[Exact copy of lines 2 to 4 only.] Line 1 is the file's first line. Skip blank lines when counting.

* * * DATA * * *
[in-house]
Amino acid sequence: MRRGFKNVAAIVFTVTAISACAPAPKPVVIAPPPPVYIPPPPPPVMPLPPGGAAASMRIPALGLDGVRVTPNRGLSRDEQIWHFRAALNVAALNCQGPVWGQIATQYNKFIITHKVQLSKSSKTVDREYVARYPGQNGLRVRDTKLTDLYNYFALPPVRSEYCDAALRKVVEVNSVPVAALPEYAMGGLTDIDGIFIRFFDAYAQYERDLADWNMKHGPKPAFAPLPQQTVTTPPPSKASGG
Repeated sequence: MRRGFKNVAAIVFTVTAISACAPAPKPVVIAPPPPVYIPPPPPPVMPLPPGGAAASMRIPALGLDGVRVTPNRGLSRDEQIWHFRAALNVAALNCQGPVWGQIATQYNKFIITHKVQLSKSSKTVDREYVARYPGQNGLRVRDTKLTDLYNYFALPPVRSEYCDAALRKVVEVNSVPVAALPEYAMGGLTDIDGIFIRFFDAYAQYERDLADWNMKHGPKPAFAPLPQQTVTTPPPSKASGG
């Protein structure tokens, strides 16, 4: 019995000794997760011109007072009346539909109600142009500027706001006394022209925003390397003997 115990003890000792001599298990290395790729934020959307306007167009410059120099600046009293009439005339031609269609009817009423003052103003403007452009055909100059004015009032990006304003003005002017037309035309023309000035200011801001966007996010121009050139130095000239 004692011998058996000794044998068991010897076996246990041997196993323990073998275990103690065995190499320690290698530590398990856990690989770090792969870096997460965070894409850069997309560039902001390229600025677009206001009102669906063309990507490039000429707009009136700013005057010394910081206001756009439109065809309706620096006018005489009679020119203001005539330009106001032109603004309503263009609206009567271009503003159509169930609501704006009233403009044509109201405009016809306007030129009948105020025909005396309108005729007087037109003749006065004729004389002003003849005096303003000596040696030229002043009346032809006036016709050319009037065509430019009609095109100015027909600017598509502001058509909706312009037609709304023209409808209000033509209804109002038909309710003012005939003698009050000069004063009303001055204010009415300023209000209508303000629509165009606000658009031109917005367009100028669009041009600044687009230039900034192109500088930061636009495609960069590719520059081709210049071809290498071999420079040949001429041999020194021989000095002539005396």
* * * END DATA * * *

Amino acid sequence: MRRGFKNVAAIVFTVTAISACAPAPKPVVIAPPPPVYIPPPPPPVMPLPPGGAAASMRIPALGLDGVRVTPNRGLSRDEQIWHFRAALNVAALNCQGPVWGQIATQYNKFIITHKVQLSKSSKTVDREYVARYPGQNGLRVRDTKLTDLYNYFALPPVRSEYCDAALRKVVEVNSVPVAALPEYAMGGLTDIDGIFIRFFDAYAQYERDLADWNMKHGPKPAFAPLPQQTVTTPPPSKASGG
Repeated sequence: MRRGFKNVAAIVFTVTAISACAPAPKPVVIAPPPPVYIPPPPPPVMPLPPGGAAASMRIPALGLDGVRVTPNRGLSRDEQIWHFRAALNVAALNCQGPVWGQIATQYNKFIITHKVQLSKSSKTVDREYVARYPGQNGLRVRDTKLTDLYNYFALPPVRSEYCDAALRKVVEVNSVPVAALPEYAMGGLTDIDGIFIRFFDAYAQYERDLADWNMKHGPKPAFAPLPQQTVTTPPPSKASGG
């Protein structure tokens, strides 16, 4: 019995000794997760011109007072009346539909109600142009500027706001006394022209925003390397003997 115990003890000792001599298990290395790729934020959307306007167009410059120099600046009293009439005339031609269609009817009423003052103003403007452009055909100059004015009032990006304003003005002017037309035309023309000035200011801001966007996010121009050139130095000239 004692011998058996000794044998068991010897076996246990041997196993323990073998275990103690065995190499320690290698530590398990856990690989770090792969870096997460965070894409850069997309560039902001390229600025677009206001009102669906063309990507490039000429707009009136700013005057010394910081206001756009439109065809309706620096006018005489009679020119203001005539330009106001032109603004309503263009609206009567271009503003159509169930609501704006009233403009044509109201405009016809306007030129009948105020025909005396309108005729007087037109003749006065004729004389002003003849005096303003000596040696030229002043009346032809006036016709050319009037065509430019009609095109100015027909600017598509502001058509909706312009037609709304023209409808209000033509209804109002038909309710003012005939003698009050000069004063009303001055204010009415300023209000209508303000629509165009606000658009031109917005367009100028669009041009600044687009230039900034192109500088930061636009495609960069590719520059081709210049071809290498071999420079040949001429041999020194021989000095002539005396």